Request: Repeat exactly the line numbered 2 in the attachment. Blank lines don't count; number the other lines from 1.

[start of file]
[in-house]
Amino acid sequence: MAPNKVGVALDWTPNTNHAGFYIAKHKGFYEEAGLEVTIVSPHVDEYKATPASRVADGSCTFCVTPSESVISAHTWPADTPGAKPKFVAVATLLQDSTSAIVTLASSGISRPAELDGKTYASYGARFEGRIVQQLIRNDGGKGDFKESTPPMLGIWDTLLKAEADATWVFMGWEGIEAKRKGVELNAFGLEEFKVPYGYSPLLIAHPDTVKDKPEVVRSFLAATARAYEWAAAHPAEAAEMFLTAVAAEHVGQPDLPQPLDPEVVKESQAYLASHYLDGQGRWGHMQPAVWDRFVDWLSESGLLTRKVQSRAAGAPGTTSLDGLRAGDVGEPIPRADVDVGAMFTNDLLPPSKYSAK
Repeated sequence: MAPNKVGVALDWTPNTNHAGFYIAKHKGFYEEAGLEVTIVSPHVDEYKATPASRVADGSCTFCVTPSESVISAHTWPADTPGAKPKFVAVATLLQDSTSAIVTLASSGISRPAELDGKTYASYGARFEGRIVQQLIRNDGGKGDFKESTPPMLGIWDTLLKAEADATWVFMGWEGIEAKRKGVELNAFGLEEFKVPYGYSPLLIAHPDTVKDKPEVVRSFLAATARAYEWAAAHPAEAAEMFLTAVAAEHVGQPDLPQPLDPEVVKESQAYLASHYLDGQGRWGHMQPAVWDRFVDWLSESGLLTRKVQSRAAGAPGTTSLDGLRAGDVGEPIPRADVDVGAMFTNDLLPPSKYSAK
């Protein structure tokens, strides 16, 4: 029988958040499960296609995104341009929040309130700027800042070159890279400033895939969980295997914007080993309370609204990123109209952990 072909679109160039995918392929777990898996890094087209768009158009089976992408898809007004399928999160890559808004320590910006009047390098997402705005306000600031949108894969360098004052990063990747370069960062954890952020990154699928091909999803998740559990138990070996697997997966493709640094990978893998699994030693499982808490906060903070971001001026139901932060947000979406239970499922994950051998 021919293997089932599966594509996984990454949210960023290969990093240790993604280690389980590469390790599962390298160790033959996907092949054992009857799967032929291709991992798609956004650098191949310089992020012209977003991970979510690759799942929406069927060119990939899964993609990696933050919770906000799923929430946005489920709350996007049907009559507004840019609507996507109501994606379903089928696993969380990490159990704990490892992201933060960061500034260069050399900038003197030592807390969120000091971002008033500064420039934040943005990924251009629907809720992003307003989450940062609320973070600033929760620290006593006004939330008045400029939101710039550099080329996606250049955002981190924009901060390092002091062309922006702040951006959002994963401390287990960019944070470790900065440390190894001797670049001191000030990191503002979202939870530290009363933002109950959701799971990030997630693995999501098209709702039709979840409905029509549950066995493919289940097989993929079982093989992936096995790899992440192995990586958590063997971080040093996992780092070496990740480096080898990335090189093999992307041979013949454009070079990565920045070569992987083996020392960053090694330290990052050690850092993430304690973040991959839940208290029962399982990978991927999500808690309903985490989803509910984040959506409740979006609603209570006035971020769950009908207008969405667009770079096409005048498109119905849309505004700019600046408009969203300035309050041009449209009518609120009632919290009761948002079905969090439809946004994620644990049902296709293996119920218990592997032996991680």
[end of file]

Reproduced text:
Amino acid sequence: MAPNKVGVALDWTPNTNHAGFYIAKHKGFYEEAGLEVTIVSPHVDEYKATPASRVADGSCTFCVTPSESVISAHTWPADTPGAKPKFVAVATLLQDSTSAIVTLASSGISRPAELDGKTYASYGARFEGRIVQQLIRNDGGKGDFKESTPPMLGIWDTLLKAEADATWVFMGWEGIEAKRKGVELNAFGLEEFKVPYGYSPLLIAHPDTVKDKPEVVRSFLAATARAYEWAAAHPAEAAEMFLTAVAAEHVGQPDLPQPLDPEVVKESQAYLASHYLDGQGRWGHMQPAVWDRFVDWLSESGLLTRKVQSRAAGAPGTTSLDGLRAGDVGEPIPRADVDVGAMFTNDLLPPSKYSAK